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Clusters of deep-sea egg-brooding octopods

DWhatley

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Clusters of deep-sea egg-brooding octopods associated with warm fluid discharge: an ill-fated fragment of a larger, discrete population?
Anne M.Hartwellm Janet R.Voightb. GeoffreyWheat 2018 (subscription Science Direct)
Abstract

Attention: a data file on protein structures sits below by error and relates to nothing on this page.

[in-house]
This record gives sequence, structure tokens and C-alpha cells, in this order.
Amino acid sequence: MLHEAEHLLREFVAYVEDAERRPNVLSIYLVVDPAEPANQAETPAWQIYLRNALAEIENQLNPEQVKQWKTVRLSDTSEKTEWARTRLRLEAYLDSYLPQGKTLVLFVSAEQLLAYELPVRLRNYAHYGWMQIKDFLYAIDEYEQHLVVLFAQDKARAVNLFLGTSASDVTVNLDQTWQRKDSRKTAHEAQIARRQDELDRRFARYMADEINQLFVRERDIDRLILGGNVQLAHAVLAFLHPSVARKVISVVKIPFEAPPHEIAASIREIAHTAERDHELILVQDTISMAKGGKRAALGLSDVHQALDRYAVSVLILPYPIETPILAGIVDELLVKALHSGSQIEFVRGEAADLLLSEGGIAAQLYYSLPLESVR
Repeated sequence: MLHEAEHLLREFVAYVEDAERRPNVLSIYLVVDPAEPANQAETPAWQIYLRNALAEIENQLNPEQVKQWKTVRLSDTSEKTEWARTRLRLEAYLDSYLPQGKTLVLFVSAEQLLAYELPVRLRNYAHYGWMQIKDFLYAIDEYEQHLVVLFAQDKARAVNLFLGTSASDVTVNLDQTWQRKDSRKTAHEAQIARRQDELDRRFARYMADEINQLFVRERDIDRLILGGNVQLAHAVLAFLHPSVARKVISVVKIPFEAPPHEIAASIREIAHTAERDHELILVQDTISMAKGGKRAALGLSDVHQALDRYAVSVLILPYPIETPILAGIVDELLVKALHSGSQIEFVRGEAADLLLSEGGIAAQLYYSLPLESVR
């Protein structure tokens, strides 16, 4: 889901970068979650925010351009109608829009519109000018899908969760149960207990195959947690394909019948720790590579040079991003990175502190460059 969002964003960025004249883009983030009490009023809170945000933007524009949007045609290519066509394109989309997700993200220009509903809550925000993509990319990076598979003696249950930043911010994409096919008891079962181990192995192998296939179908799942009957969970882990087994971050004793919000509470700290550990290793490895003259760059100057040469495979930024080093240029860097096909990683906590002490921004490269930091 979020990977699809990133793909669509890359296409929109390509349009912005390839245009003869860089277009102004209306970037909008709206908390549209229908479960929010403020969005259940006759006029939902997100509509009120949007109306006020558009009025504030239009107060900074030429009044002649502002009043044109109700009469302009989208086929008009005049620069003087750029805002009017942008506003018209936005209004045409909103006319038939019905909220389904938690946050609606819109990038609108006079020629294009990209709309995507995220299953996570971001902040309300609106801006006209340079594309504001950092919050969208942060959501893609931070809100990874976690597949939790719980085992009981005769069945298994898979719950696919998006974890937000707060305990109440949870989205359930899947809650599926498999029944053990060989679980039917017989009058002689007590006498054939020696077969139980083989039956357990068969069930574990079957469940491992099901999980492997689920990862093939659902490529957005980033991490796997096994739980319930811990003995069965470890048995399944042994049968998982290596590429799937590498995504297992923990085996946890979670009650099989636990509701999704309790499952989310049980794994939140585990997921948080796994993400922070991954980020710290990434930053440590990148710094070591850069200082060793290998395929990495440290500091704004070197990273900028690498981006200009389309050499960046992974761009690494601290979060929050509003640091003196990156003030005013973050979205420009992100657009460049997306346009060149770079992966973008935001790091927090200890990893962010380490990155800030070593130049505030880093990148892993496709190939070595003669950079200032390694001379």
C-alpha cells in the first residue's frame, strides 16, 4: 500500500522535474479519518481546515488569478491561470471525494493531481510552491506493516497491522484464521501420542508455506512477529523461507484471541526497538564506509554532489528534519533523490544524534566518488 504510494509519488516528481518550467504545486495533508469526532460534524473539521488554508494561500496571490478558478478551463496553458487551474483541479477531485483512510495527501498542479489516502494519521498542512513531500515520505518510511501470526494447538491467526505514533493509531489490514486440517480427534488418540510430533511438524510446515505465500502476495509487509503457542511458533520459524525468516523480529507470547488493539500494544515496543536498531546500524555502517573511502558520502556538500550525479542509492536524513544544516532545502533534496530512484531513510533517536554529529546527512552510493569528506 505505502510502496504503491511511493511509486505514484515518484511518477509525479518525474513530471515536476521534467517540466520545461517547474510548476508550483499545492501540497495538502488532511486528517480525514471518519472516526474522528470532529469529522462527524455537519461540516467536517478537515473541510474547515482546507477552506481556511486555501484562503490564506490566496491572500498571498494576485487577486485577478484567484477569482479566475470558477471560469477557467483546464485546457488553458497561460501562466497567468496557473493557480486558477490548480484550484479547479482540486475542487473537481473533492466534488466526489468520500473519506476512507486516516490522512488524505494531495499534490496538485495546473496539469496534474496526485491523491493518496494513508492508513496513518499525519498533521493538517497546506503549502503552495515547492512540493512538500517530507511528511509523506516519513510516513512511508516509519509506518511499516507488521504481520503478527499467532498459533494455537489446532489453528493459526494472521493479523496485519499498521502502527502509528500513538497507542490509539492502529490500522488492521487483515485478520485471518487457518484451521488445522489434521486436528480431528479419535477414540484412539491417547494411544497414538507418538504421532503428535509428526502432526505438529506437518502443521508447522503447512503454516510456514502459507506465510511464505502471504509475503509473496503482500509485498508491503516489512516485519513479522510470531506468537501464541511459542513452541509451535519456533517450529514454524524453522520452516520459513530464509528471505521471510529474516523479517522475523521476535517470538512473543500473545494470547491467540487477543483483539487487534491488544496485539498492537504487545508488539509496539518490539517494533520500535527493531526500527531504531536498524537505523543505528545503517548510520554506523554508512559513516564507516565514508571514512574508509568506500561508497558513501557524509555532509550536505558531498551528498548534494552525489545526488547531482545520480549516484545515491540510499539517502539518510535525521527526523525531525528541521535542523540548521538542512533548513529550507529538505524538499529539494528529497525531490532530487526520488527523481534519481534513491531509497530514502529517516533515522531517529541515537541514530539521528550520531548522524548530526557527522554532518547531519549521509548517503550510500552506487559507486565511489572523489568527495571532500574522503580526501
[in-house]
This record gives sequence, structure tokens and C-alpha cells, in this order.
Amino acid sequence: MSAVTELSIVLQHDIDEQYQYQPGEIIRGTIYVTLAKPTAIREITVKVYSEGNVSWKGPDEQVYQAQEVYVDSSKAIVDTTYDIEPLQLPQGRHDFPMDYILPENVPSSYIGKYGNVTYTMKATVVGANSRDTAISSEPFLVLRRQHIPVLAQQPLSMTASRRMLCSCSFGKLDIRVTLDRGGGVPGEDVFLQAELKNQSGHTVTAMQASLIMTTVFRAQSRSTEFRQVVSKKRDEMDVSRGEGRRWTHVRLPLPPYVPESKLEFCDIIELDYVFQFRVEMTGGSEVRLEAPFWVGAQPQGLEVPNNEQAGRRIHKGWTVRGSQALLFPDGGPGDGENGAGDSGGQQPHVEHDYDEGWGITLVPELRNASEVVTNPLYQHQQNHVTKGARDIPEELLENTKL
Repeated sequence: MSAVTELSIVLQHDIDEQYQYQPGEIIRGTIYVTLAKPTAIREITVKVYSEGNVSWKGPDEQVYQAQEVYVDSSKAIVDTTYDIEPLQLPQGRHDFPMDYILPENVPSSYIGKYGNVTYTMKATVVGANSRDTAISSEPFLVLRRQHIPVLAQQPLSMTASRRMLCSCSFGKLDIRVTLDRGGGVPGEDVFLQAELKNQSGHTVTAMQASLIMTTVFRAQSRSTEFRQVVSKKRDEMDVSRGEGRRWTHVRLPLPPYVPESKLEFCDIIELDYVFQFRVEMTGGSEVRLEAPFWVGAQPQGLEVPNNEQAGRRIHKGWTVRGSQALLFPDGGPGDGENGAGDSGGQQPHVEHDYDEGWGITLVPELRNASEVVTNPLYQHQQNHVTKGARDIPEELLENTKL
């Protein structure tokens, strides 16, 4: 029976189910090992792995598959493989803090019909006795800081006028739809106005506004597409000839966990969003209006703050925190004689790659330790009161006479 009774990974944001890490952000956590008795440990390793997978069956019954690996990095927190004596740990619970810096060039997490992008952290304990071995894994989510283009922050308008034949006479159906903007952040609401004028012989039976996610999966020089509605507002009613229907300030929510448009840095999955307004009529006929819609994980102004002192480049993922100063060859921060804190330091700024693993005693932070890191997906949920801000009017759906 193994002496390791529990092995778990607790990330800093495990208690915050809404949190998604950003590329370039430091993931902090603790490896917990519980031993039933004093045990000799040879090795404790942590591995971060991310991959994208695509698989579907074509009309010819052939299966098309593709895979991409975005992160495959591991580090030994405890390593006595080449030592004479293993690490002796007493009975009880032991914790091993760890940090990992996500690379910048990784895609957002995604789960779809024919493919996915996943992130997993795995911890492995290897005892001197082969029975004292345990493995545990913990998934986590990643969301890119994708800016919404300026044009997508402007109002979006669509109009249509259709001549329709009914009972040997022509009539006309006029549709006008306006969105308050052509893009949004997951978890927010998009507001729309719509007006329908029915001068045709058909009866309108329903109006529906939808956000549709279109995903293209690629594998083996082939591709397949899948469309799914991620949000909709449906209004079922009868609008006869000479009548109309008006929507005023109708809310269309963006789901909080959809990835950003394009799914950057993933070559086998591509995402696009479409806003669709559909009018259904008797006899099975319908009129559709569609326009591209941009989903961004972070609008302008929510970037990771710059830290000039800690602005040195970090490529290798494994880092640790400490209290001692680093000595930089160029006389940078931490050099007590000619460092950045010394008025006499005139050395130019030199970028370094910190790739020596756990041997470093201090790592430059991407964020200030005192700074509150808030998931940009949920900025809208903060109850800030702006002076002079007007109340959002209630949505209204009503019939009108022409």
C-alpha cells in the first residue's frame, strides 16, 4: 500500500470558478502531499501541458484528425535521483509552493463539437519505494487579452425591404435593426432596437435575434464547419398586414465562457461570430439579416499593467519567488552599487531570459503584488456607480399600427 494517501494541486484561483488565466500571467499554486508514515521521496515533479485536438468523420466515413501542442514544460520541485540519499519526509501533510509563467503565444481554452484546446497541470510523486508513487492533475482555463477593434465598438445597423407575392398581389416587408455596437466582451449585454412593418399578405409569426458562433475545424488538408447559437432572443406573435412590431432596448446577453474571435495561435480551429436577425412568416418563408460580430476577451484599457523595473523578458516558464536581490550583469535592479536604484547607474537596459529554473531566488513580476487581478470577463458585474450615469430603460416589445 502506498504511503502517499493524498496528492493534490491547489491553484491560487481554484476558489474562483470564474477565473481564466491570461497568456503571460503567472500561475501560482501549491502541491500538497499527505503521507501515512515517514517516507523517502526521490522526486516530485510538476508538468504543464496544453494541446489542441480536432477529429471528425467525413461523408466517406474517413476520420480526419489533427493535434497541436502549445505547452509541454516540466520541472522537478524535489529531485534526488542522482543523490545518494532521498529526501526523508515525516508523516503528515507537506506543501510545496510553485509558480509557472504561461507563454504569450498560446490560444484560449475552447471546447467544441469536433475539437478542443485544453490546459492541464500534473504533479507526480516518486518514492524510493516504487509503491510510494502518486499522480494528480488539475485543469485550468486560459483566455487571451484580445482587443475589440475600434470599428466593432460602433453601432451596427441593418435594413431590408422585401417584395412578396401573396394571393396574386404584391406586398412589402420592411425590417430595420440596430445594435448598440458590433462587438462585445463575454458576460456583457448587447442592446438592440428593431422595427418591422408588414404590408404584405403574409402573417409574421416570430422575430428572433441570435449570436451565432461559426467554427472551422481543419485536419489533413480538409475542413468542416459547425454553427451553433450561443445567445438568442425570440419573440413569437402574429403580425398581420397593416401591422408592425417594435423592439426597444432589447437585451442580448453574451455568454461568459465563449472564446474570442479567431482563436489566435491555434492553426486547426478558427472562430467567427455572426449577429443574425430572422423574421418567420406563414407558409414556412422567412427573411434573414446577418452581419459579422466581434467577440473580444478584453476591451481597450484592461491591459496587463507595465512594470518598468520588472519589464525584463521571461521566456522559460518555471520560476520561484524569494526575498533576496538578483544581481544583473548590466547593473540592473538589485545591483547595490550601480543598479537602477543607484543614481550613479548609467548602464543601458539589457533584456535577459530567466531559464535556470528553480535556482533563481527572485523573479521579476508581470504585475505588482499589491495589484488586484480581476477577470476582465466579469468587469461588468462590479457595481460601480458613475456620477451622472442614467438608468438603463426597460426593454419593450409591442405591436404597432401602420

Benthic octopods cluster on bare rock on Dorado Outcrop, a ~3000 m deep basalt exposure. The outcrop hosts intermittent discharge of relatively cool (up to 12.3 °C) hydrothermal fluid that carries about half as much oxygen as bottom seawater (~54 μM vs. 108 μM). We analyzed 231 hours of video footage and still images taken by sub-sea vehicles in 2013 and 2014 that documented the clustered octopods, members of the poorly-known genus Muusoctopus. The largest cluster (102 octopods) occurred in a 19 m2 area of fluid discharge, where the basalt was sediment-free; individual octopods were also seen across the outcrop. The clustered octopods appeared to be brooding eggs and a total of 11 egg clutches were confirmed. None of the 186 eggs closely examined showed embryonic development. The intermittent fluid discharge may clear the basalt of sediment and attract gravid octopods which then spawn. However, the increased temperature and limited oxygen of the discharging fluids may threaten the octopods’ survival. Octopods in/near areas of discharging fluid had significantly higher estimated respiration rates (3.1–9.8 contractions/minute) than did octopods away from discharging fluid (0.8–6.0 contractions/minute). Warm fluids likely increase the octopods’ metabolic rate and thus their oxygen demand but provide only limited oxygen. The resultant physiological stress is hypothesized to eventually kill eggs near fluid discharge. We hypothesize, because these eggs do not survive, the population is sustained by a larger pool of undetectable females that brood their eggs inside cool conduits of this and perhaps other, unstudied basalt outcrops.
 

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